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创业者做到这9条,就可以获得风投的青睐

Robert Ackerman. Jr. 2016年11月03日

成功进行推介并且真的获得风投公司投资是一项了不起的成就。虽然风险投资依然势头迅猛,但对创业者来说,机会并不多。

 

本周,鲍勃·阿克尔曼介绍了创业者要怎样打动风险投资家。阿克尔曼是Allegis创始人兼董事总经理,这是一家以网络科技公司为主的早期阶段风投公司。

成功进行推介并且真的获得风投公司投资是一项了不起的成就。虽然风险投资依然势头迅猛——今年第二季度它们的投资规模连续第10个季度超过100亿美元,但对创业者来说,机会并不多。在风投接触到的商业计划中,获得其资金支持的通常只有1%-2%。

完善推介书并和风投公司接触前,大家要花点儿时间来判断一下风险投资是否是正确的融资方案。风投通常会向一家初创公司注入数百万美元资金,并且期待获得数倍于此的收益——6-10倍是个很好的评判标准。如果你的初创公司并未真的瞄准一个巨大市场,也没有实力强大而且可靠的管理团队,那你就应该考虑其他资金来源。

如果你判断风投资金是你的菜,那就要战略性地对待这个过程。第一步是做功课——以其现有投资对象为依据,锁定有可能对你的初创公司感兴趣的风投。并不是所有的风投都适合所有的创业者。

有了这样的心理准备后,就可以依照下列九个步骤来着手并提高自己获得风投青睐的几率。

1. 向自己提出几个严肃的问题。你要进入的市场真的值得风投关注吗?初创公司在进入市场时都会遇到许多障碍,你的产品或服务有足够的差异性来跨越这些障碍吗?如果确实得到了风险投资,你或许就得把公司的控制权交给新的老板,也就是包括风投在内的董事会。你可以安然接受这一点吗?如果不行,风投融资或许就不是最佳途径。

2. 化无形为有形。开始推介前要尽量多做工作——设立自己的公司,建起网站,注册域名,做名片。如果可能的话,就制作出原型产品。这会让你处于较有利的位置,能以较高的估值来筹集资金,特别是在有了原型产品的情况下,那要好于你只有个想法。

3. 揣摩他们的心思。有些信息风投一定想知道。要准备好应付所有初创公司都会面临的三种风险,那就是市场、产品和执行。他们还希望了解消费者偏好。最后,要确保你可以解决自身产品或服务的技术可靠性问题。

4. 研究一下你应该去找哪些风投公司。大多数风投都喜欢投资某些类型的公司。要确保自己的公司具有这些特征。随后,了解一下各家风投在创业者中的口碑。如果可以的话,就和曾经获得某些风投支持的创业者取得联系,问问他们是否愿意再次跟这些风投合作。如果他们不愿意,那就找出其中的原因(一段合作的不愉快结局可以提供很多信息)。还要问问情况变得艰难时风投有何反应。所有这些都会帮你判断这些风投能否真的“带来增值”并注入资金。

回答了所有这些问题后,对你的目标名单进行修正,以锁定最佳“潜在意中人”。向不合适的风投推广你的计划既浪费你的时间,也浪费他们的。

5. 知道自己的独特之处在哪里。要让自己成为推介会上的专家,这很重要。确保自己简短的“电梯推介”质量上乘。安排好推介活动的时间——推介本身占30分钟,产品或服务展示占10分钟,再用20分钟来回答问题和接受反馈。要预先考虑到那些尖锐问题,比如,为什么要出现你们这样的公司?为什么是你来做?为什么要在这个时候做?你有哪些独特之处?

6. “有预热的”推介。风投都希望创业者通过他们的社交圈子来进行引荐。这表明你了解风投的运作方式,也知道怎样去争取。它还会让风投知道,有人愿意支持你。冷不防打来的电话会被放在队尾,而且永远也不会真的得到评估。

7. 尽可能多地跟合适的风投公司接触并锁定恰当的合作伙伴。成功的融资主要在于坚持。实际上,它非常像人们为了寻找灵魂伴侣而约会。不要只是锁定一家公司,要以该公司里的“恰当”合伙人为目标,他最有可能对你的推介做出反应。每个合伙人的投资兴趣都不一样(大家通常可以在他们的在线简历中看到相关内容)。要锁定最有可能对你的公司感兴趣的那个人。

8. 在推介会上表现自然。要抑制住冲动,别去戴不说废话的专业面具。相反,要表现自然,做自己就好。风投不光向人们的点子投资,也向人投资。投资人都非常善于捕捉装腔作势的行为。表现自然很重要。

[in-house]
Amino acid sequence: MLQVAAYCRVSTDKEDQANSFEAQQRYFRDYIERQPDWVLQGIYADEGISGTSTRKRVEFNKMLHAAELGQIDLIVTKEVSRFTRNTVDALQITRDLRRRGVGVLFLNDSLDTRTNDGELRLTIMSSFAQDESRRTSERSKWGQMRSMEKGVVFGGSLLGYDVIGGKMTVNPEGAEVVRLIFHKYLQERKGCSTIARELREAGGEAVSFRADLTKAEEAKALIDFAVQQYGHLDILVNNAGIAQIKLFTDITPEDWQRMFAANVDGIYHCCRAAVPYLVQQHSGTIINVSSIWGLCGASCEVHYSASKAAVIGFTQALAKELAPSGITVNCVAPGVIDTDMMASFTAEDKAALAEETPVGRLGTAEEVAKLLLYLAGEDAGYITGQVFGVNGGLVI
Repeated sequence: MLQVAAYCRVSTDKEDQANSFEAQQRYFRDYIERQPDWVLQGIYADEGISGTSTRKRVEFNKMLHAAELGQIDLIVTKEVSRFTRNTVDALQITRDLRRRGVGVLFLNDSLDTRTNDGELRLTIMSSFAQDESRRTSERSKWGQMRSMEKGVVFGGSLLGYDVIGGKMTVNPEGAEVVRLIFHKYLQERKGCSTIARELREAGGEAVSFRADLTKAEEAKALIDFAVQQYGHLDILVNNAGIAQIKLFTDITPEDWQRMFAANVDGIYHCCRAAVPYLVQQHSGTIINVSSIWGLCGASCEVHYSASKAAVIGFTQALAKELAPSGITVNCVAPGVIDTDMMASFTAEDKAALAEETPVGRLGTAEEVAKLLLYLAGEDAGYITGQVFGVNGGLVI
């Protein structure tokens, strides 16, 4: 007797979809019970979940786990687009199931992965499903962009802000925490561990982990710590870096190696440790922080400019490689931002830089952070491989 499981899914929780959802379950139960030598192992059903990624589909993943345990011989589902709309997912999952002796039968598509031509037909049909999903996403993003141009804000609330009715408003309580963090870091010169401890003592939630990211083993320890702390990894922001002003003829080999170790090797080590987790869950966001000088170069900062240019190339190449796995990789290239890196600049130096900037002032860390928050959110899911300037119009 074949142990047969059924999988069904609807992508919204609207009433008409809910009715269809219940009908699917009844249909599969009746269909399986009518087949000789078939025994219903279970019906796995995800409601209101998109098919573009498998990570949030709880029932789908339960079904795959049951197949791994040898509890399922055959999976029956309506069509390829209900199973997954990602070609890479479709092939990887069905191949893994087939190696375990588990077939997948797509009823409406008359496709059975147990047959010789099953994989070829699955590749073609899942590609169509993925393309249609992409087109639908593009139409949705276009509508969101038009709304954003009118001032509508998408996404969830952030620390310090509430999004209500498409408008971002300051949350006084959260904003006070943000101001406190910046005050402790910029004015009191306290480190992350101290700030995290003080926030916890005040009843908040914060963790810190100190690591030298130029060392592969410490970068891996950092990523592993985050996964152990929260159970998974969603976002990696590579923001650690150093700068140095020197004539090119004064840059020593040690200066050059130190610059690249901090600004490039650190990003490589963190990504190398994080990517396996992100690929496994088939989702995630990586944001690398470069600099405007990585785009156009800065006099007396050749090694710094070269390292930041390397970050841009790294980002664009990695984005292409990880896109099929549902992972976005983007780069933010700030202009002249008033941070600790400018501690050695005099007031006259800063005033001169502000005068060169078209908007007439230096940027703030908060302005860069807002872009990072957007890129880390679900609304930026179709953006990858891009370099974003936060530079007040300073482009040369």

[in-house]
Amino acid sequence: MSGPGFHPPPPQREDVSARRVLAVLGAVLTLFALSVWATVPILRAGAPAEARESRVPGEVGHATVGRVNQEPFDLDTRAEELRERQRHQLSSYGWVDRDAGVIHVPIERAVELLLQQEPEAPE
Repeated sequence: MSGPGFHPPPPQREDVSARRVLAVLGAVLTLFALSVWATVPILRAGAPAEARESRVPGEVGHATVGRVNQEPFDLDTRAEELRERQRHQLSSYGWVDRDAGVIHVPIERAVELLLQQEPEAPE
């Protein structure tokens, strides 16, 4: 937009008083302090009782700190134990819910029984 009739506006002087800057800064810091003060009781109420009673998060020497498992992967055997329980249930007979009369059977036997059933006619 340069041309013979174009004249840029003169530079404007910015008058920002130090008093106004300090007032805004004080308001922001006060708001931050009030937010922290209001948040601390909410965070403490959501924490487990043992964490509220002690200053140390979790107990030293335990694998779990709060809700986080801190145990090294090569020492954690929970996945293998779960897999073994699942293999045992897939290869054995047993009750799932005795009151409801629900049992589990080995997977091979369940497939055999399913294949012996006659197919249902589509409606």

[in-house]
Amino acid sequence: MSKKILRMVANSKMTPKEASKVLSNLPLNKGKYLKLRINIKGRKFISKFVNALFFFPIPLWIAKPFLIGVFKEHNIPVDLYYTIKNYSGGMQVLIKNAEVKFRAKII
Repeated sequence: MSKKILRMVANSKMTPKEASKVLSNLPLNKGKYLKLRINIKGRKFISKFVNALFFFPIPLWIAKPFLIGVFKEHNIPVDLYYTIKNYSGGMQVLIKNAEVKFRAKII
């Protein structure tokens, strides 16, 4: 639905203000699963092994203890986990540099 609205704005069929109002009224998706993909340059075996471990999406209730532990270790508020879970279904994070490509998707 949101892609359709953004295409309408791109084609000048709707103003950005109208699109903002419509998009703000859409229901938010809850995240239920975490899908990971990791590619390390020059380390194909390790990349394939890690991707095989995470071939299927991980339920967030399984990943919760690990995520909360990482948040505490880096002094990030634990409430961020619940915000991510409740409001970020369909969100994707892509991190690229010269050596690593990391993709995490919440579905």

9. 记住要做什么和不要做什么。要展示一下自己会怎样应对竞争。要对自己的数字了然于胸。要展现出热情和说服力。要在大胆和可信之间求得平衡。要聆听和交流。要坦诚自己面临的竞争以及可能出现的挑战(并且知道如何解决这两个问题)。不要含糊不清。不要夸大其词。不要借名人来抬高自己。不要喋喋不休。

最后,你的目标很简单,那就是拿到第二次会面的机会。(财富中文网)

译者:Charlie

审校:詹妮

This week, Bob Ackerman explains how entrepreneurs can impress venture capitalists. Ackerman is the founder and managing director of Allegis, an early-stage venture firm that focuses on cybertechnology companies.

Pulling off a successful pitch and actually getting an investment from a venture capital firm is a huge feat. While the pace of venture capital investing remains strong — the second quarter of 2016 marked the 10th consecutive quarter in which VCs invested more than $10 billion — as an entrepreneur, the odds are stacked against you. VCs typically finance only one or two percent of the business plans they see.

Before you begin perfecting your pitch and approaching VC firms, take a moment to determine whether venture capital is the right funding option.VCs typically deploy millions of dollars in a startup and are looking to make several times their investment: 6X to 10X is a good rule of thumb. If your startup doesn’t truly target a huge market with a strong and credible management team, you should consider other sources of funding.

If you decide VC funding is for you, be strategic about the process. Start by doing your homework — target venture firms that are likely to be interested in your startup, based on their existing portfolio. Not every venture firm is right for every entrepreneur.

With that in mind, here are nine steps to get you started and improve your odds for getting a VC to bite.

1. Ask yourself the serious questions. Does the market you’re addressing really warrant attention from a VC? Startups always face lots of barriers to entry; is your product or service differentiated enough to overcomethese obstacles? If you do raise venture funds, you willlikely have to surrender control of your company to your new boss – i.e., your Board, which will now include VCs. Are you comfortable with that? If not, venture capital funding may not be the best route.